1955 Ford Thunderbird Convertible

1955 Ford Thunderbird Convertible

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As more Americans became two-car families in the mid-1950s, the popularity of the sports car took off. While MGs, Triumphs, and Jaguars had long been available in the U.S., the domestic sports car scene was slower to blossom. By 1955, though, that was changing, and consumer appetites for roadsters soared, as proven by the instant success of the 1955 Ford Thunderbird.

 

  • YEAR & MAKE - 1955 Ford
  • MODEL NAME - Thunderbird
  • SERIES - P5
  • MODEL/BODY/STYLE NUMBER - 40
  • BODY TYPE - 2 Door, 2 Passenger Roadster
  • BODY BY -
  • # CYLS. - V8
  • TRANSMISSION TYPE & NUMBER - Ford-O-matic Automatic, RWD
  • WEIGHT - 2,980 lbs
  • ESTIMATED PRODUCTION - 16,155
  • HP - 162
  • C.I.D. - 272
  • WHEELBASE - 102″
  • PRICE NEW - $2,944

 

 

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Ford’s response to the Chevrolet Corvette was hurried through design and production, going on sale only a year after its introduction at the 1954 Detroit Auto Show. Despite the compressed timeline, however, it was instantly clear that no corners had been cut. This was a capable car, with deft styling that immediately spoke to the buying public; the Thunderbird gathered more than 4,000 orders on its first day of sale in October 1955.

The low-slung two-seater, just over three feet high from ground to cowl, offered a combination of performance and luxury that wasn’t to be found elsewhere on the market. More traditional European sports car offerings skimped on amenities like roll-up windows and optional removable fiberglass hardtops; the Ford offered both of these. A coil spring front suspension with tube shocks and stabilizer bar, along with double-acting shock rear suspension and composite axle made for excellent handling with a comfortable, sedan-like ride. A telescoping steering wheel was standard, and buyers could opt for various power assists such as seats, doors, windows, brakes and steering to make their driving experience as luxurious as possible. For those wanting to ride in style, a power front bench seat designed to look like two buckets was available. Air conditioning and wire wheel covers were other available options that placed the Thunderbird squarely into “personal luxury” territory, even as the 150 mph speedometer and simulated air scoop hinted at power to spare.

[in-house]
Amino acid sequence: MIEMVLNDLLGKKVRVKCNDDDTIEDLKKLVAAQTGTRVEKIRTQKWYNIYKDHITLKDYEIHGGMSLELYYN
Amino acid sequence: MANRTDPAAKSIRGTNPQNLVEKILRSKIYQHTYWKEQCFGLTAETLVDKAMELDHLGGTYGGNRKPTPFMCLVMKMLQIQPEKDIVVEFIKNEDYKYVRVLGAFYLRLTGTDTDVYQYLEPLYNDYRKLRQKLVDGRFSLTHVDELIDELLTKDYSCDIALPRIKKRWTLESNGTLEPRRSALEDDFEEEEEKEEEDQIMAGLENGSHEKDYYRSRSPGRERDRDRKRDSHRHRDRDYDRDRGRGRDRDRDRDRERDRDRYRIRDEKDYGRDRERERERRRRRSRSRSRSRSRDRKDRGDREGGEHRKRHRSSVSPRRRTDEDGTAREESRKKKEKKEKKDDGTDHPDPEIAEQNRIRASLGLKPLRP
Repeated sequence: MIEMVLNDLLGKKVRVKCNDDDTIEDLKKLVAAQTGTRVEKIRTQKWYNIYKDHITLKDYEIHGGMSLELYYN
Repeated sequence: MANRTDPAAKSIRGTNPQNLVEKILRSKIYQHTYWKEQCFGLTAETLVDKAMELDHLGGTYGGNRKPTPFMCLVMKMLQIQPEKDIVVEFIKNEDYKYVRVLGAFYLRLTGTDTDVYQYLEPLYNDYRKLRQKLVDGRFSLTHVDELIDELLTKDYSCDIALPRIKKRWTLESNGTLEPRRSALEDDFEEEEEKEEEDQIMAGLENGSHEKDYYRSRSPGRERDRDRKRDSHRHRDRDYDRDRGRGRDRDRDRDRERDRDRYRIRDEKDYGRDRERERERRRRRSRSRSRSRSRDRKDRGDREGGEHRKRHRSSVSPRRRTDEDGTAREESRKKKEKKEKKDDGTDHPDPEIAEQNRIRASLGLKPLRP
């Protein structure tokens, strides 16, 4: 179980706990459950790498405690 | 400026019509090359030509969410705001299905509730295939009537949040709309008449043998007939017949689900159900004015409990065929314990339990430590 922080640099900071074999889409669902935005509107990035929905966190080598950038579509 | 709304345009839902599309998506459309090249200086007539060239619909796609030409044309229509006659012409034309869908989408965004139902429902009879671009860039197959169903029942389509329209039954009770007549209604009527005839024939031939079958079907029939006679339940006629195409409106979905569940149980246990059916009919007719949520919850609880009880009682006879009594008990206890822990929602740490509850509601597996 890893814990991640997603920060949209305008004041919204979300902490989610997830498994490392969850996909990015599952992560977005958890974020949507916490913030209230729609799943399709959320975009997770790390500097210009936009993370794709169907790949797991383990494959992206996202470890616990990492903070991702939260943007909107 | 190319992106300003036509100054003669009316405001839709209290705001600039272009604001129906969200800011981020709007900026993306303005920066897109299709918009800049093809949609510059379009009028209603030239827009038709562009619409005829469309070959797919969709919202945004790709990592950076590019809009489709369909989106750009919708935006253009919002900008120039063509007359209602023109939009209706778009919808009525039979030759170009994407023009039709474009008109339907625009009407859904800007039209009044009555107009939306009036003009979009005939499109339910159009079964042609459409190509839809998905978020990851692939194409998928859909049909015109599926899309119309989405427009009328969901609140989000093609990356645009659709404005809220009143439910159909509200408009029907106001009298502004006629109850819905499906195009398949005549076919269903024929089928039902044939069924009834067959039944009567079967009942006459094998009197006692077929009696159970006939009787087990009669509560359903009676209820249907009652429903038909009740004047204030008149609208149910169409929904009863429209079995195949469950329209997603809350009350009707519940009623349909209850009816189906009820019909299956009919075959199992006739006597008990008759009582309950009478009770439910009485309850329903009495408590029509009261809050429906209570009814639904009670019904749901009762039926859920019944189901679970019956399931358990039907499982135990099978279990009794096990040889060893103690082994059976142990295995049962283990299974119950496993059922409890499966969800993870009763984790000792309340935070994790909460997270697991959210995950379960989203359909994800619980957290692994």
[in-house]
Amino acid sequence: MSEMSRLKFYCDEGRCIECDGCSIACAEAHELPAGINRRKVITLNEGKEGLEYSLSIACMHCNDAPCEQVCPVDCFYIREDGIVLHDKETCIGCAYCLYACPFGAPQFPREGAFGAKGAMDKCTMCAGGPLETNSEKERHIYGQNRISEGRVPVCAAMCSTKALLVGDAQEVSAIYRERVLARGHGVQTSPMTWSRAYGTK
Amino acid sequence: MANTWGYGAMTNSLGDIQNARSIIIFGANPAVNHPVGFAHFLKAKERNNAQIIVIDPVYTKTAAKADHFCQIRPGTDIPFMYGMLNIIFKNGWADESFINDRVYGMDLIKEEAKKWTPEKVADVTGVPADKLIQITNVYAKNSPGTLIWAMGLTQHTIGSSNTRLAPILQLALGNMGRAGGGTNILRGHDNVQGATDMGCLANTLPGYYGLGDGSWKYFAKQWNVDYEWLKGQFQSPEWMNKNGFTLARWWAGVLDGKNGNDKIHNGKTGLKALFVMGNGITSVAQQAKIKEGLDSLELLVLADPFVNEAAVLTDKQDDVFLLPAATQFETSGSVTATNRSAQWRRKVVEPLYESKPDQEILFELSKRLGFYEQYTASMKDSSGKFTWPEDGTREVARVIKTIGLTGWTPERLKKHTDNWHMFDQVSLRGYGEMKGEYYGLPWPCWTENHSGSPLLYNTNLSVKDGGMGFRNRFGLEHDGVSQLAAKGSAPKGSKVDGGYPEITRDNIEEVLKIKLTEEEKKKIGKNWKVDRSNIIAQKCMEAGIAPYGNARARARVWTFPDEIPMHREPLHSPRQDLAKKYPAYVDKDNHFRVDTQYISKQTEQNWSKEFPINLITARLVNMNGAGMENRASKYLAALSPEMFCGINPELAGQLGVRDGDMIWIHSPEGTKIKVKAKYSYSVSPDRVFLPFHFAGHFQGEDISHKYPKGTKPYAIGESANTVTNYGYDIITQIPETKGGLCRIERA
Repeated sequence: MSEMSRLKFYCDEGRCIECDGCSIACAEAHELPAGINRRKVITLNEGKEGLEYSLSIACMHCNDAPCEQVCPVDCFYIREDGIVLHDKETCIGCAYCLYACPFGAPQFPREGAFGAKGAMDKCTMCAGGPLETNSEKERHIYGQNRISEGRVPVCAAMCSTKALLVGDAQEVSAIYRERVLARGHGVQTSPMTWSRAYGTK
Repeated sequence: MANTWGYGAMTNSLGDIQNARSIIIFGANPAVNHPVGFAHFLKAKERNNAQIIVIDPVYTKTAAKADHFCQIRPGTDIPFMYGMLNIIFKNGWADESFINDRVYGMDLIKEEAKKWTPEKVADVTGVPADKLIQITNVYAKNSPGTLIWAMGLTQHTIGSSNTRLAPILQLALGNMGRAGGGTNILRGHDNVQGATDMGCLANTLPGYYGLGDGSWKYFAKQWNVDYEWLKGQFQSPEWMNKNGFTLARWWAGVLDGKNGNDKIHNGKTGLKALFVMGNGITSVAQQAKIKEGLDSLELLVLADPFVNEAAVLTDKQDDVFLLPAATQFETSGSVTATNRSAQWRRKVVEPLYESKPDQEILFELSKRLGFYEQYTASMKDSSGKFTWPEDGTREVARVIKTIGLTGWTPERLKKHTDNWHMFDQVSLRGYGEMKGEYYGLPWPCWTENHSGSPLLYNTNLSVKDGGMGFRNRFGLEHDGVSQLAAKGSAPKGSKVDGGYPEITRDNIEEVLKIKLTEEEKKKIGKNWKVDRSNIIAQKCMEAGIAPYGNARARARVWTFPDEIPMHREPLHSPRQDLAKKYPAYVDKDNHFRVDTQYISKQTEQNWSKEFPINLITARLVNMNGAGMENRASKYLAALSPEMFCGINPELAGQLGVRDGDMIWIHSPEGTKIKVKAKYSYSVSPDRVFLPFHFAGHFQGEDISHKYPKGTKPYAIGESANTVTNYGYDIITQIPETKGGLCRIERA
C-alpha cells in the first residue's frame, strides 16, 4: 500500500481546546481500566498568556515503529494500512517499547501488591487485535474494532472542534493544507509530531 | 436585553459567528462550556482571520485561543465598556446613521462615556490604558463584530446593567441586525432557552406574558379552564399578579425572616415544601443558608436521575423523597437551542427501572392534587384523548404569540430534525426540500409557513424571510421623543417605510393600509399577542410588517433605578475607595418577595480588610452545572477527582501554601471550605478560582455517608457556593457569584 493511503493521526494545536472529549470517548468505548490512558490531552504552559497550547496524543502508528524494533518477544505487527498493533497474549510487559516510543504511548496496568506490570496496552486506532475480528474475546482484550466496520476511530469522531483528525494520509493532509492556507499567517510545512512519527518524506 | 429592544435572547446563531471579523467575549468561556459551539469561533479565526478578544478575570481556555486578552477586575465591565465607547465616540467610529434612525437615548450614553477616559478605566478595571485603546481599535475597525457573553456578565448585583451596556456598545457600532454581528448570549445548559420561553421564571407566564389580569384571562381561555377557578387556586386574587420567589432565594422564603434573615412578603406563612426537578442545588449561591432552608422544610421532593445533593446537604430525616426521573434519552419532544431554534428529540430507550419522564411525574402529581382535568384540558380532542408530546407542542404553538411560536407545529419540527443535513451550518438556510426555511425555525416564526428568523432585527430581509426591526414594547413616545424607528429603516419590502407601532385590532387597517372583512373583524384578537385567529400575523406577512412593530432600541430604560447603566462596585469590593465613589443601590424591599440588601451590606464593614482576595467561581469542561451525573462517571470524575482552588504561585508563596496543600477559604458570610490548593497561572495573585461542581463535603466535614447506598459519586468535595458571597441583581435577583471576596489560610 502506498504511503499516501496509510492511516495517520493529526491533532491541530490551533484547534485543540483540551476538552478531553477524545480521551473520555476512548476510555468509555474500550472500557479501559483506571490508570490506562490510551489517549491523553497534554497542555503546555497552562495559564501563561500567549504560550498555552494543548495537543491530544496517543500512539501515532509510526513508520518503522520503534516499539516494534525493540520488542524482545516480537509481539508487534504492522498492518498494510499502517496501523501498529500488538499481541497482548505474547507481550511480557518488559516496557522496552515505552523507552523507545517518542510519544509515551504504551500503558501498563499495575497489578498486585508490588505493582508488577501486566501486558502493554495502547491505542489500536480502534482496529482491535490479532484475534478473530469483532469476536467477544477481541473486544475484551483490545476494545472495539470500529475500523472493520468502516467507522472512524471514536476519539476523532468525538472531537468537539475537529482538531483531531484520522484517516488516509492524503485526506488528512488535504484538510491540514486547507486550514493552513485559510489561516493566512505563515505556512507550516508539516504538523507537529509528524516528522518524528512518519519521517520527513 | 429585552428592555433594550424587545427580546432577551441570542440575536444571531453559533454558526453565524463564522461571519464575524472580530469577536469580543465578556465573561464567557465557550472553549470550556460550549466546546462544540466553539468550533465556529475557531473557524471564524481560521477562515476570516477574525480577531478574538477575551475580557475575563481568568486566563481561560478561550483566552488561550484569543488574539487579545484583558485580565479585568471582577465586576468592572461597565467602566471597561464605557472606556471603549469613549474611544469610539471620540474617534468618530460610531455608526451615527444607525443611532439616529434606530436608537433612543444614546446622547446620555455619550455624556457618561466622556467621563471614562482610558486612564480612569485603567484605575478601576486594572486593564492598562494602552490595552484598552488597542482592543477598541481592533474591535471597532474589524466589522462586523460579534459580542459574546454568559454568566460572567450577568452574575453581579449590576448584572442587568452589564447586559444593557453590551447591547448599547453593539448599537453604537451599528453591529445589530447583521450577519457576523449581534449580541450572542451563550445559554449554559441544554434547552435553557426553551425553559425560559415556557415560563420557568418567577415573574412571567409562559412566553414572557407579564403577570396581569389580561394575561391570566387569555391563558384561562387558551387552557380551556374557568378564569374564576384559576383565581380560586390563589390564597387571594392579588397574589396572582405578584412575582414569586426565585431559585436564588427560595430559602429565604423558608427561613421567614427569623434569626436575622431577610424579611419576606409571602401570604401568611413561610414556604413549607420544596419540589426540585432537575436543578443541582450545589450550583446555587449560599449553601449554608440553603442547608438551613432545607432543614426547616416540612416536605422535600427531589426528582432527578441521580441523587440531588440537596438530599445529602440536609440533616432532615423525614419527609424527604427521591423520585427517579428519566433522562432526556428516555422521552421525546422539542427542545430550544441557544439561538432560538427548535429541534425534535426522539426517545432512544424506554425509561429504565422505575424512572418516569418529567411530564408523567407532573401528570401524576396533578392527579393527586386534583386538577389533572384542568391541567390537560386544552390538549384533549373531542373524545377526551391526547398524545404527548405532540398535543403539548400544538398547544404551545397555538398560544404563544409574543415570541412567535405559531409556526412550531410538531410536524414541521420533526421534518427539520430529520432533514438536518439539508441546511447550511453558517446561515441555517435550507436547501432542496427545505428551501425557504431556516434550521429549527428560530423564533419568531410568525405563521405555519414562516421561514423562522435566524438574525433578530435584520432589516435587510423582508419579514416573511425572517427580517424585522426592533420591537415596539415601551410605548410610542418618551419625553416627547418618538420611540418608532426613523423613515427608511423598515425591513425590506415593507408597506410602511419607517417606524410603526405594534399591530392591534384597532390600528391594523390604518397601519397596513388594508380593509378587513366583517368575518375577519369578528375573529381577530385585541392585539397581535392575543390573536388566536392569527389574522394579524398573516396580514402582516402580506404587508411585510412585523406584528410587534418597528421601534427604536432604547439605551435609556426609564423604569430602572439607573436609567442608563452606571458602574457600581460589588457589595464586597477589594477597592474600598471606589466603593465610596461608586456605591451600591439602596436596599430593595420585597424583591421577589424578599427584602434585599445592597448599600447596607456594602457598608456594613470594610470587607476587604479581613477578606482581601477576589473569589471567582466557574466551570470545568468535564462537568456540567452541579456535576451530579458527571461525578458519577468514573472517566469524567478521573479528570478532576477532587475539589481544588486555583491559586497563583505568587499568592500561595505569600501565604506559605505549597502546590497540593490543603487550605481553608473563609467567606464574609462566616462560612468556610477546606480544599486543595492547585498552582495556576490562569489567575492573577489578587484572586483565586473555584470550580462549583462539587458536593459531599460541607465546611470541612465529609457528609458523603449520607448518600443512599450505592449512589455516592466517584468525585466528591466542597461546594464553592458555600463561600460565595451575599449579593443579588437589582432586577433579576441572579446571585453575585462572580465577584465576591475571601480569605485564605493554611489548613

Despite the racy styling contributed by designer Franklin Q. Hershey, the Thunderbird shared many of its key components with more prosaic members of Ford’s lineup. The 102-inch wheelbase frame was a shortened version of that used on Ford’s regular passenger cars, while the engine was shared with the Mercury division. Still, that 292-cu.in. Y-block OHV V-8, when equipped with a four-barrel carburetor and dual exhausts, turned out 193hp with the three-speed manual with optional overdrive, or 198hp with the optional Ford-O-Matic automatic transmission.

Faired-in headlamps, single taillamps, eggcrate grille and instruments were also borrowed from the full-size Ford lineup. These shared corporate elements, along with steel rather than fiberglass construction, allowed Ford to undercut competitor Corvette’s price significantly. That $600 difference, along with the fact that Ford touted the car as a personal luxury vehicle rather than a more austere, single-purpose sports car, no doubt contributed significantly to its brisk sales. Ford had originally anticipated perhaps 10,000 sales in its debut year. Instead, 16,155 Thunderbirds were produced and the Thunderbird outsold the Corvette some 23 to 1 in 1955, making it the leader of the pack for American roadsters and introducing a nameplate that would last into the 21st Century.